One of the best parts about researching a historical era and location in which to set a novel is that you have to read everything. The sadest part is that you don’t get to use half of what you learn. At least, not consciously. But you don’t ever know what you’ll need. So you read.
This week have been reading Old Melbourne Town by Michael Cannon. l am always struck when reading about Victoria’s early settlers at how capricious they were – coming overland and across Bass Straight to occupy the district illegally, yet calling on British law to protect their squatting interests. Despoiling the land with nary a thought for its original inhabitants, living in tiny wattle and daub huts, enduring floods, fires, noxious odours and explosions, yet having the foresight to lay out botanical gardens, race courses and cricket clubs. What vision. What arrogance.
Here are some snippets I came across this week.
- Punt Road is called Punt Road because – wait for it – there was a punt at that part of the river
- Living ‘south of the Yarra’ was nothing to boast about initially.
- The inhabitants of the south bank huts and clay pits were ‘social pariahs,’ said to be ‘terrors for drinking.’
- Elizabeth Street was originally a creek bed
- Small wooden bridges were constructed so that people could cross from the road to the shops
- Commercial water carriers pumped water from the Yarra and delivered it to town inhabitants
- Carcasses from the abattoirs below Batman’s Hill were thrown into the Yarra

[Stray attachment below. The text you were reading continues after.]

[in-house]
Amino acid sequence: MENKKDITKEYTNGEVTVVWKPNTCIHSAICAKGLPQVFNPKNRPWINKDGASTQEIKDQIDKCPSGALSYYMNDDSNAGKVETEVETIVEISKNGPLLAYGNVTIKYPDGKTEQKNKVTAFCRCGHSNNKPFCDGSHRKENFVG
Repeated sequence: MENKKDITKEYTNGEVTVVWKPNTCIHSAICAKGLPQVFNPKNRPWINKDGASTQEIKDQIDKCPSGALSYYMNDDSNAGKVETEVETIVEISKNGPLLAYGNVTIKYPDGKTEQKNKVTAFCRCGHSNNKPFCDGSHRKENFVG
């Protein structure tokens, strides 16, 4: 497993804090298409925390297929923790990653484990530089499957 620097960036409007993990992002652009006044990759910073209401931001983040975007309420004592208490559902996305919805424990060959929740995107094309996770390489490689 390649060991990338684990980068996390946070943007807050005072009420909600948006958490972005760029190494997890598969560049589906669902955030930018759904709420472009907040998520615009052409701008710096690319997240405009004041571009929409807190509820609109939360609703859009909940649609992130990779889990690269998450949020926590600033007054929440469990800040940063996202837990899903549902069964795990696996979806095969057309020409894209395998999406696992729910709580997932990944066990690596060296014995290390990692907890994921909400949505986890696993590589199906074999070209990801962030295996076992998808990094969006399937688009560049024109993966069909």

- The incoming tide washed them back towards the town
- Some wondered whether this was causing ill health
- A dam was constructed across the Yarra to help separate the fresh water from the incoming tidal waters
- In July 1842, flood waters swept down the Yarra were balked at the dam and flooded the town
- Brick makers huts and kilns were washed away
- People drowned
- This happened in 1842, 1843 and 1844
- Old Melbourne gaol is in fact the fourth Melbourne gaol. Aboriginals burnt the first one down in 1838
- The majority of Melbourne’s first constables (sent down from Sydney) were dismissed for drunkenness and corruption
- Melbourne’ first Supreme Court Judge, John Walpole Willis’ stormy background included expulsion from school, removal as Equity Judge in Upper Canada, and constant conflict with his brother judges in Sydney.
- Governor Gipps sent him to Melbourne to get rid of him.
- Ditto Supreme Court Deputy Registrar James Denham Pinnock (also from Sydney) who as Emigration Agent had allowed ‘many scandals to continue.’
- Are you picking up a theme here?
- The first mail in the settlement was hand delivered by John Batman
- Letters took five weeks to travel overland from Melbourne to Sydney
- One poor horseman rode all the way to Yass and forgot to exchange the mail bags, returning months later with the original letters
- I am thinking of taking up genealogy.
- Seriously, I think he and I must be related